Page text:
Background: Visceral leishmaniasis is a major public health concern in Nepal. During the last few years, several Kala-azar outbreaks have been reported from Terai region including Morang district, Nepal.
Objectives: The aim of this study is to determine the risk factors associated with Kala-azar at individual and household levels in selected highly endemic areas of Morang district of eastern Nepal.
Methodology: A case control study was conducted in five endemic village development committees of Morang district with 62 cases already treated from B.P. Koirala Institute of Health Sciences and Koshi Zonal Hospital. Two hundred and forty eight controls were selected randomly from the same village at the ratio of 1:4. Data was collected between September and November 2013 using semi structured questionnaires. Bivariate and multivariate analysis were done and the final model was selected using the backward elimination strategy.
Results: This study showed that the majority of cases (29.0%) were from the 13-25 years age group, males are more than females and indigenous caste (74.2%) were affected more than other caste. Living in thatched house (OR 4.57, 95% CI 1.91-10.93), ownership of animal (OR 3.95, 95% CI 1.87-8.37), sleeping on the ground floor (OR 3.90, 95% CI 1.83- 8.31), history of migration to India and proximity to other Kala-azar cases within 50 metres distance of household were significant risk factors for visceral leishmaniasis. The association with socioeconomic status remained significant and there was a clear dose – response effect.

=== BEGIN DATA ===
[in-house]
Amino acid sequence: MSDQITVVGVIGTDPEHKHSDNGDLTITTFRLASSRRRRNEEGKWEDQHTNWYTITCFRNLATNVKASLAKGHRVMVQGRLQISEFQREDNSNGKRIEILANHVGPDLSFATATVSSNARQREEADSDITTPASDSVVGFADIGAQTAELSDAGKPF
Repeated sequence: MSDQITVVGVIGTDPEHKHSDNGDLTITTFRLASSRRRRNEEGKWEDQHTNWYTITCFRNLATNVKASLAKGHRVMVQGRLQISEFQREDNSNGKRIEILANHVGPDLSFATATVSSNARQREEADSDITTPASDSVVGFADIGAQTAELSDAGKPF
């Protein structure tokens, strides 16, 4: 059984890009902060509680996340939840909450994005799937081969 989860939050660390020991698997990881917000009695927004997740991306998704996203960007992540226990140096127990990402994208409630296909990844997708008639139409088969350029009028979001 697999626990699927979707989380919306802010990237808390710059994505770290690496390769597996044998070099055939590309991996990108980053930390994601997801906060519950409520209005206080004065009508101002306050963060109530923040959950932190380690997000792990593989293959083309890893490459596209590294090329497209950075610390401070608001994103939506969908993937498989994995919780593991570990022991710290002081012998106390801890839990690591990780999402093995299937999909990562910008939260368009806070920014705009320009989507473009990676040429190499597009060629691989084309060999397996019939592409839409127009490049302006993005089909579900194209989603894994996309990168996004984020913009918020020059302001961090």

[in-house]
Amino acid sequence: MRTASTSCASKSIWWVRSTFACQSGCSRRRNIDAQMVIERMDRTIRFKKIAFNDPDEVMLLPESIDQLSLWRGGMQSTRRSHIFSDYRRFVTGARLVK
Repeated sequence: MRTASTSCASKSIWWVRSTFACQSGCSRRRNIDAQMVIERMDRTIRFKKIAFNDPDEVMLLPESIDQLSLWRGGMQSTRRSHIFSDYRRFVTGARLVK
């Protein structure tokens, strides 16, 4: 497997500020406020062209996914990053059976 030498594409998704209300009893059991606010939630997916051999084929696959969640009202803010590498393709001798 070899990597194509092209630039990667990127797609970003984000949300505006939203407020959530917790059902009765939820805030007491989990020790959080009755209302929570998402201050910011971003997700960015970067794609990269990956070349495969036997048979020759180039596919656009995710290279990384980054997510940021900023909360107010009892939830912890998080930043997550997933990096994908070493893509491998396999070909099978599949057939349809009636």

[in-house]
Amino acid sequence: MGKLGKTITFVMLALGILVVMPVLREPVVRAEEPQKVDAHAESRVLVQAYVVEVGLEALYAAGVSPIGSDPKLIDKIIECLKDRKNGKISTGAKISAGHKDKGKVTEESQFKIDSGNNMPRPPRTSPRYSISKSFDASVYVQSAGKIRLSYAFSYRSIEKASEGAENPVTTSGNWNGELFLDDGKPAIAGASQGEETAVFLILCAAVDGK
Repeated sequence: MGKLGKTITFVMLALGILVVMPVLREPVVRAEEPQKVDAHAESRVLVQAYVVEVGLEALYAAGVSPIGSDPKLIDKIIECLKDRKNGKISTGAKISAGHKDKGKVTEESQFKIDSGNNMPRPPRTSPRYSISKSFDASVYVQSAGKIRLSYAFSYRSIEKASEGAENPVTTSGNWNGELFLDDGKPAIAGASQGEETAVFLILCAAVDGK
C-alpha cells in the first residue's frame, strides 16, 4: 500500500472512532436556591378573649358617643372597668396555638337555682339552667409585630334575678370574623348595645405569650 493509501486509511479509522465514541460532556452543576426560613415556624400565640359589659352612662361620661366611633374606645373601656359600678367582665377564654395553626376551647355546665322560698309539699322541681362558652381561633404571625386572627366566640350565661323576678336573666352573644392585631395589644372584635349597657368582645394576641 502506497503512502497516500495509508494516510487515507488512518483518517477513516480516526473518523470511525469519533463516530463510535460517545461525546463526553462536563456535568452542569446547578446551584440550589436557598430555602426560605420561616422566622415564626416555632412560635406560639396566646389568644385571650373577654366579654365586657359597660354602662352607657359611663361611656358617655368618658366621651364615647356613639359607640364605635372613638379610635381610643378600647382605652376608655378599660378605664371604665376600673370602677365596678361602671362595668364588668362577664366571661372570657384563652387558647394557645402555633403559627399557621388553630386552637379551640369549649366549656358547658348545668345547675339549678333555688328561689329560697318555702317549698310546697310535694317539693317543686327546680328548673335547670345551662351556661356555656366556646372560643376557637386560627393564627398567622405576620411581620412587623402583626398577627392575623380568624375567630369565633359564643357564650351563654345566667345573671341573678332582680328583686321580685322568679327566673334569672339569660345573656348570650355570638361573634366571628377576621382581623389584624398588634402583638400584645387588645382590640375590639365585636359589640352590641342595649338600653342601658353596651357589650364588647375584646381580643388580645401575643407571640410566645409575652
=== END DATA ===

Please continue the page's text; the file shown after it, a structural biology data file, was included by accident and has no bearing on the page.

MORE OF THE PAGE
Conclusion: Living in thatched house, ownership of animals, sleeping on the ground floor, history of migration to India, proximity to other Kala-azar cases within 50 metres distance and poverty are the main risk factors associated with visceral leishmaniasis transmission.
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